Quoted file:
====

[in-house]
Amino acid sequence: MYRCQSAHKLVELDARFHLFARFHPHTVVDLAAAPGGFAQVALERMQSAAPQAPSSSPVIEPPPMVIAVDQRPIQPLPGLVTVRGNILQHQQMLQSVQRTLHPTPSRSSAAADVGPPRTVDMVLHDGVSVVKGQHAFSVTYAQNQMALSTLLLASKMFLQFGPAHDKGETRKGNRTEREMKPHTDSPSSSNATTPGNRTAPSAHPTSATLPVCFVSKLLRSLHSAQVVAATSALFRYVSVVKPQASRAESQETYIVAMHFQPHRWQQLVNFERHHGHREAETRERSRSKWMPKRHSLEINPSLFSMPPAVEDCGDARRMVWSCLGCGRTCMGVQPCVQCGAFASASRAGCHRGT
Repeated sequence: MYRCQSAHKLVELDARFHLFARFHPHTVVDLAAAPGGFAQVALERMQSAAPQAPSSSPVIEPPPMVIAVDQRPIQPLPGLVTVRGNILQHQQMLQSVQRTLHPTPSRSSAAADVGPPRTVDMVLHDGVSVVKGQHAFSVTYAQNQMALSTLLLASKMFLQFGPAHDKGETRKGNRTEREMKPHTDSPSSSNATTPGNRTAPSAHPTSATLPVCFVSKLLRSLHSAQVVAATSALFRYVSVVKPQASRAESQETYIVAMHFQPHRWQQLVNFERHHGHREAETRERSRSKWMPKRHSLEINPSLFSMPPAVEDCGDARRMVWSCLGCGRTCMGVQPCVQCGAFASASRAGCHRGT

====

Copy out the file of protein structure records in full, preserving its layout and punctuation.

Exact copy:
[in-house]
Amino acid sequence: MYRCQSAHKLVELDARFHLFARFHPHTVVDLAAAPGGFAQVALERMQSAAPQAPSSSPVIEPPPMVIAVDQRPIQPLPGLVTVRGNILQHQQMLQSVQRTLHPTPSRSSAAADVGPPRTVDMVLHDGVSVVKGQHAFSVTYAQNQMALSTLLLASKMFLQFGPAHDKGETRKGNRTEREMKPHTDSPSSSNATTPGNRTAPSAHPTSATLPVCFVSKLLRSLHSAQVVAATSALFRYVSVVKPQASRAESQETYIVAMHFQPHRWQQLVNFERHHGHREAETRERSRSKWMPKRHSLEINPSLFSMPPAVEDCGDARRMVWSCLGCGRTCMGVQPCVQCGAFASASRAGCHRGT
Repeated sequence: MYRCQSAHKLVELDARFHLFARFHPHTVVDLAAAPGGFAQVALERMQSAAPQAPSSSPVIEPPPMVIAVDQRPIQPLPGLVTVRGNILQHQQMLQSVQRTLHPTPSRSSAAADVGPPRTVDMVLHDGVSVVKGQHAFSVTYAQNQMALSTLLLASKMFLQFGPAHDKGETRKGNRTEREMKPHTDSPSSSNATTPGNRTAPSAHPTSATLPVCFVSKLLRSLHSAQVVAATSALFRYVSVVKPQASRAESQETYIVAMHFQPHRWQQLVNFERHHGHREAETRERSRSKWMPKRHSLEINPSLFSMPPAVEDCGDARRMVWSCLGCGRTCMGVQPCVQCGAFASASRAGCHRGT